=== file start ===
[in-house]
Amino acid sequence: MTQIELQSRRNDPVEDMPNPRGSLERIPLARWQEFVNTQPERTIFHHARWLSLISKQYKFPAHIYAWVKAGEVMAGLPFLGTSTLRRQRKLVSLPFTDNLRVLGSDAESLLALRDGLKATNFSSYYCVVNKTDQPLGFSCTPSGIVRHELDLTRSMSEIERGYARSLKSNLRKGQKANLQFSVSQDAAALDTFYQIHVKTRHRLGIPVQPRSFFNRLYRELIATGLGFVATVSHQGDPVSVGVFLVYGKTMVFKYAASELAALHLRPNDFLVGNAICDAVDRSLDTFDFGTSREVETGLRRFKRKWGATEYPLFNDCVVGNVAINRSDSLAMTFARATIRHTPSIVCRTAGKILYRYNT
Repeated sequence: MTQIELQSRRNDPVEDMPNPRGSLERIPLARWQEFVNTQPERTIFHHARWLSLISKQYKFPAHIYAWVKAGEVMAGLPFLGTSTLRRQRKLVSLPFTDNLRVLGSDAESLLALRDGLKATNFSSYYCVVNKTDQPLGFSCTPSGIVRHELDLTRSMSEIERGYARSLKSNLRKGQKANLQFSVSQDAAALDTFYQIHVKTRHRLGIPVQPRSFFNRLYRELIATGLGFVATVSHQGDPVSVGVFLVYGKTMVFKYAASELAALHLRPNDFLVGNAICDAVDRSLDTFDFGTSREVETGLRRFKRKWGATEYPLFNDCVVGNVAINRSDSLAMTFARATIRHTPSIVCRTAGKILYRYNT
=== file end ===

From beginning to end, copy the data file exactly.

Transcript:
[in-house]
Amino acid sequence: MTQIELQSRRNDPVEDMPNPRGSLERIPLARWQEFVNTQPERTIFHHARWLSLISKQYKFPAHIYAWVKAGEVMAGLPFLGTSTLRRQRKLVSLPFTDNLRVLGSDAESLLALRDGLKATNFSSYYCVVNKTDQPLGFSCTPSGIVRHELDLTRSMSEIERGYARSLKSNLRKGQKANLQFSVSQDAAALDTFYQIHVKTRHRLGIPVQPRSFFNRLYRELIATGLGFVATVSHQGDPVSVGVFLVYGKTMVFKYAASELAALHLRPNDFLVGNAICDAVDRSLDTFDFGTSREVETGLRRFKRKWGATEYPLFNDCVVGNVAINRSDSLAMTFARATIRHTPSIVCRTAGKILYRYNT
Repeated sequence: MTQIELQSRRNDPVEDMPNPRGSLERIPLARWQEFVNTQPERTIFHHARWLSLISKQYKFPAHIYAWVKAGEVMAGLPFLGTSTLRRQRKLVSLPFTDNLRVLGSDAESLLALRDGLKATNFSSYYCVVNKTDQPLGFSCTPSGIVRHELDLTRSMSEIERGYARSLKSNLRKGQKANLQFSVSQDAAALDTFYQIHVKTRHRLGIPVQPRSFFNRLYRELIATGLGFVATVSHQGDPVSVGVFLVYGKTMVFKYAASELAALHLRPNDFLVGNAICDAVDRSLDTFDFGTSREVETGLRRFKRKWGATEYPLFNDCVVGNVAINRSDSLAMTFARATIRHTPSIVCRTAGKILYRYNT